News & Events
Senior Archaeologist at MOLA
What three traits define you?
I question, I’m gregarious and I’m a team player.
What is the one thing you cannot resist?
A glass of Malbec, especially if there’s some Manchego to go with it!
What is your favourite thing to do?
Spending time with my husband and children as they are just really good company.
What’s your favourite spot in Shoreditch and why?
Apart from the Shakespearean playhouses, the Theatre and the Curtain, it would have to be the Crown and Shuttle on Shoreditch High Street.
Which three people, dead or alive, would you invite to a fantasy dinner party?
I think I would like to invite three actors who have all played Hamlet: Richard Burbage, the actor for whom Shakespeare wrote the role, David Garrick the 18th century actor who played Hamlet at Drury Lane, and David Tennant who played Hamlet with the RSC in 2008. It would be amazing to hear their thoughts on the play and their experiences of performing such an iconic role.
What’s your favourite Shakespeare quote?
My favourite lines by Shakespeare are not from a play but Sonnet 60 where he talks about the passing of time and his hope that, through the durability of his work, his friend will be immortalised in verse:
Like as the waves make towards the pebbled shore,
So do our minutes hasten to their end;
Each changing place with that which goes before,
In sequent toil all forwards do contend.
Nativity, once in the main of light,
Crawls to maturity, wherewith being crown'd,
Crooked eclipses 'gainst his glory fight,
And Time, that gave, doth now his gift confound.
Time doth transfix the flourish set on youth,
And delves the parallels in beauty's brow,
Feeds on the rarities of nature's truth,
And nothing stands but for his scythe to mow.
And yet to times in hope my verse shall stand,
Praising thy worth, despite his cruel hand.
If you could play one character in a Shakespeare play, which would it be?
There are quite a few characters in Shakespeare’s plays, from Aaron in Titus Andronicus through to Yorick in Hamlet, but following on from Sonnet 60, I’m rather fond of the personification of time in The Winter's Tale, which bridges the 16 year gap between Act III and Act IV. The idea that Time can speak to the audience is rather appealing.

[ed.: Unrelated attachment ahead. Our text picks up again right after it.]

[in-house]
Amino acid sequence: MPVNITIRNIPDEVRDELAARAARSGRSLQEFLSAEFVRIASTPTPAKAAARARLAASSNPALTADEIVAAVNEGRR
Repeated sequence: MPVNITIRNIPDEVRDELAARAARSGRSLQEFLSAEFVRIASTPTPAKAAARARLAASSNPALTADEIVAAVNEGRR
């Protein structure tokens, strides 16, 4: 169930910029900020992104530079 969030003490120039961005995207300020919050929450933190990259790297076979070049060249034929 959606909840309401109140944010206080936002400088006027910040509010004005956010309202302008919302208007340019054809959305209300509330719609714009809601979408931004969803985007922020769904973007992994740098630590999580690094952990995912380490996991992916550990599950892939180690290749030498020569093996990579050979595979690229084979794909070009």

What would you do if you weren’t working in archaeology?
I can’t foresee me doing anything other than working in commercial archaeology but if I had the time I would like to pursue a life in academia.
What has been the most important innovation you have witnessed in your lifetime?
The advent of the internet has, and will continue to, transform lives.
Who did you look up to when you were growing up?
Mr Wilson, an inspirational history teacher.
It was a real pleasure to meet him again at an event celebrating the Magna Carta’s 800th anniversary last summer. He was still the same, genuinely interested in what people are doing, with an enthusiasm for history and an eagerness for communities to be engaged with the past events that shape our present.
I was so delighted to learn he had been awarded a Life Time Achievement award in 2008 and I was more delighted to have had the opportunity to say “Thank You!”
What’s the best piece of advice you’ve ever been given?
The advice that the senior archaeologist on the first site I ever worked on gave me is that archaeology wouldn’t make me a fortune, but I’d certainly be rewarded and enriched in other ways.
What’s your nickname?
It’s very boring, it’s ‘H’.
Tell us something that might surprise us about you
I cook really good fish pie.
About the author
Heather Knight is a Senior Archaeologist at MOLA, with a penchant for the playhouses of 16th century London.